Monday, April 06, 2009

European internet firms must start logging communications as of today

As of today, all internet service providers in Europe are required by law to retain information about every e-mail and VOIP call made by their users thanks to the European Data Retention Directive.

BBC NEWS Technology Net firms start storing user data

Details of user e-mails and net phone calls will be stored by internet service providers (ISPs) from Monday under an EU directive.

The plans were drawn up in the wake of the London bombings in 2005.

ISPs and telecoms firms have resisted the proposals while some countries in the EU are contesting the directive.

Jim Killock, executive director of the Open Rights Group, said it was a "crazy directive" with potentially dangerous repercussions for citizens.

All ISPs in the European Union will have to store the records for a year. An EU directive which requires telecoms firms to hold on to telephone records for 12 months is already in force.

The data stored does not include the content of e-mails or a recording of a net phone call, but is used to determine connections between individuals.

Authorities can get access to the stored records with a warrant.

Governments across the EU have now started to implement the directive into their own national legislation.

The UK Home Office, responsible for matters of policing and national security, said the measure had "effective safeguards" in place.

There is concern that access to our data is widening to include many public bodies ISPs across Europe have complained about the extra costs involved in maintaining the records. The UK government has agreed to reimburse ISPs for the cost of retaining the data.

Mr Killock said the directive was passed only by "stretching the law".

The EU passed it by "saying it was a commercial matter and not a police matter", he explained.

"Because of that they got it through on a simple vote, rather than needing unanimity, which is required for policing matters," he said.

Sense of shock

He added: "It was introduced in the wake of the London bombings when there was a sense of shock in Europe. It was used to push people in a particular direction."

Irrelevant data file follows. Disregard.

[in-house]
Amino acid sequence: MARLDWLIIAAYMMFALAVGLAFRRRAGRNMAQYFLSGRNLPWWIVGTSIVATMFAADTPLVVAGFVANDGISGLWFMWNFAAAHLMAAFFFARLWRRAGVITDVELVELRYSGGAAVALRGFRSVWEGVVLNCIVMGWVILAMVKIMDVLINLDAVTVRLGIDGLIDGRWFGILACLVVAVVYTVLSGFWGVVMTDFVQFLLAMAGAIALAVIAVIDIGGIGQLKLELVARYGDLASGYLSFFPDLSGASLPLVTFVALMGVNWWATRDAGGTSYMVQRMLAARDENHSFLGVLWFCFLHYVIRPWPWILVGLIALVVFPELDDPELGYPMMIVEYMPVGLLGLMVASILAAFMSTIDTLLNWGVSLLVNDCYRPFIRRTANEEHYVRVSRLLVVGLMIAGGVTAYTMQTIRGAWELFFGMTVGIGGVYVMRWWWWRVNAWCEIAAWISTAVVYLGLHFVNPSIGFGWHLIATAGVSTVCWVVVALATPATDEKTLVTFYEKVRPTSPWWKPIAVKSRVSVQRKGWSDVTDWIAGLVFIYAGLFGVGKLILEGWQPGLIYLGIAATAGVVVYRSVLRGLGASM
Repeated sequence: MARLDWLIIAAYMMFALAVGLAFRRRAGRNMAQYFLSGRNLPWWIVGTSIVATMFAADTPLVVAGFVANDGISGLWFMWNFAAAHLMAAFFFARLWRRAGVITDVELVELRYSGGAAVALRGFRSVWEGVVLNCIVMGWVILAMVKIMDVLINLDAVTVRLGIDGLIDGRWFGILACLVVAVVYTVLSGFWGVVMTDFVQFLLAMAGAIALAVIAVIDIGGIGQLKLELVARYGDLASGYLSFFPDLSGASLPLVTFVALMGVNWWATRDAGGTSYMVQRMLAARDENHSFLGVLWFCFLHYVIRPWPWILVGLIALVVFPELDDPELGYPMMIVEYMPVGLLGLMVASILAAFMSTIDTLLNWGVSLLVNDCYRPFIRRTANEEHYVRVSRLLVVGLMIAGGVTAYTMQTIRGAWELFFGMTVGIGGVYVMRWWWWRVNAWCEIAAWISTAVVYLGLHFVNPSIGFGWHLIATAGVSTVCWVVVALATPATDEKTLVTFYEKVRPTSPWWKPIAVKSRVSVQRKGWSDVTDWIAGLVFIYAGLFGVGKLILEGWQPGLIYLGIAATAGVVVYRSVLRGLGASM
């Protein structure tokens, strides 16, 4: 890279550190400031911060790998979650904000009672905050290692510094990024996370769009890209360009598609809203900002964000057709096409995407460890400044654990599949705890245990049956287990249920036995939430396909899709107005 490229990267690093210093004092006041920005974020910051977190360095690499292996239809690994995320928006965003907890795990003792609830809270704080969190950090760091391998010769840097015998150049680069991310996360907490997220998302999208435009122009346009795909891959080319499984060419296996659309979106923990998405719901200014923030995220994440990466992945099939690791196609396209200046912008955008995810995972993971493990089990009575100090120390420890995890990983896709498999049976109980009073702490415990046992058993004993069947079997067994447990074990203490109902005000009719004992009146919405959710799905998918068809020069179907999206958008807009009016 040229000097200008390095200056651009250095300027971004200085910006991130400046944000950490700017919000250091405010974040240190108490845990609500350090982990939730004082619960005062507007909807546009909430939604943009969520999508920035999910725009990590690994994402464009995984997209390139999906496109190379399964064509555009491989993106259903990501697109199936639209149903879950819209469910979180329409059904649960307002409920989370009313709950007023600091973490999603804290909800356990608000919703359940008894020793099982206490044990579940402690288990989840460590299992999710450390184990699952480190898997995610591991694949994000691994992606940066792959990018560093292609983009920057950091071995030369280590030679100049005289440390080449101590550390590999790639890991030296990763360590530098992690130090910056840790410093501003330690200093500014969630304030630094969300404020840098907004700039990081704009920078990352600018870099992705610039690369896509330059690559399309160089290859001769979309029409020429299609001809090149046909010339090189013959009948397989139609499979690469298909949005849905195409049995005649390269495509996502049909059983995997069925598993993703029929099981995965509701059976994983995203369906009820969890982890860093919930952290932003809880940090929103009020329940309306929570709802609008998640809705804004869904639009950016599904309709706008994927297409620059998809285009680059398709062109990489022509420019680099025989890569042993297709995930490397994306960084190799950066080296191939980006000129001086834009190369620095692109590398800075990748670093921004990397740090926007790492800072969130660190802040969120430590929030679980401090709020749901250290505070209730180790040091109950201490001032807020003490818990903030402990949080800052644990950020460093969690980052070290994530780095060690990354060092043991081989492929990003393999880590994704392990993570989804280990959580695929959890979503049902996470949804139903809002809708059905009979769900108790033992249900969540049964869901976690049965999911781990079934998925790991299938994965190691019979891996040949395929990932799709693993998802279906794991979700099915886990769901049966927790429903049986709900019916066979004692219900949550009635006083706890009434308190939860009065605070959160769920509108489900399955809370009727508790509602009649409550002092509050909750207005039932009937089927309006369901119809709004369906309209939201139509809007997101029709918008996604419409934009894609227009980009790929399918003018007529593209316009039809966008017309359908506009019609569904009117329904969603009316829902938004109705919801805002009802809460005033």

Sweden has decided to ignore the directive completely while there is a challenge going through the German courts at present.

"Hopefully, we can see some sort of challenge to this directive," said Mr Killock.

Isabella Sankey, Policy Director at Liberty, said the directive formalised what had already been taking place under voluntary arrangement for years.

"The problem is that this regime allows not just police to access this information but hundreds of other public bodies."

In a statement, the Home Office said it was implementing the directive because it was the government's priority to "protect public safety and national security".

It added: "Communications data is the where and when of the communication and plays a vital part in a wide range of criminal investigations and prevention of terrorist attacks, as well as contributing to public safety more generally.

"Without communications data resolving crimes such as the Rhys Jones murder would be very difficult if not impossible.

"Access to communications data is governed by the Regulation of Investigatory Powers Act 2000 (Ripa) which ensures that effective safeguards are in place and that the data can only be accessed when it is necessary and proportionate to do so."

And, as an aside, I'm not sure many will find comfort in the idea that RIPA will act to protect privacy: RIPA surveillance may break human rights laws -

1 comment:

Anonymous said...

I think the Court does give some nice guidance on the reasonable expectation of privacy. For example,

"Privacy analysis is laden with value judgments which are made from the independent perspective of the reasonable and informed person who is concerned about the long-term consequences of government action for the protection of privacy."

The idea that the "objective" assessment is supposed to assume the reasonable person cares about privacy is a good clarification.

Also, I think there are some good statements about the "lifestyle" and "core biographical information" aspects of the test. In some recent cases judges have been pretty conservative in defining those terms. I think the Court supports a much more liberal definition:

"The majority in the Alberta Court of Appeal seems to state, in para. 35, that because the items of interest located by the police revealed involvement in criminal activity they cannot “constitute intimate details of lifestyle or core biographical details to which privacy protection ought to be extended”. I would have thought, with respect, that the criminal “lifestyle” of the appellant was at the epicentre of what the police wanted to know and what the appellant wished to conceal. The question is not whether the appellant had a lifestyle which society values ..."

Evidence of criminality is, in and of itself, lifestyle evidence.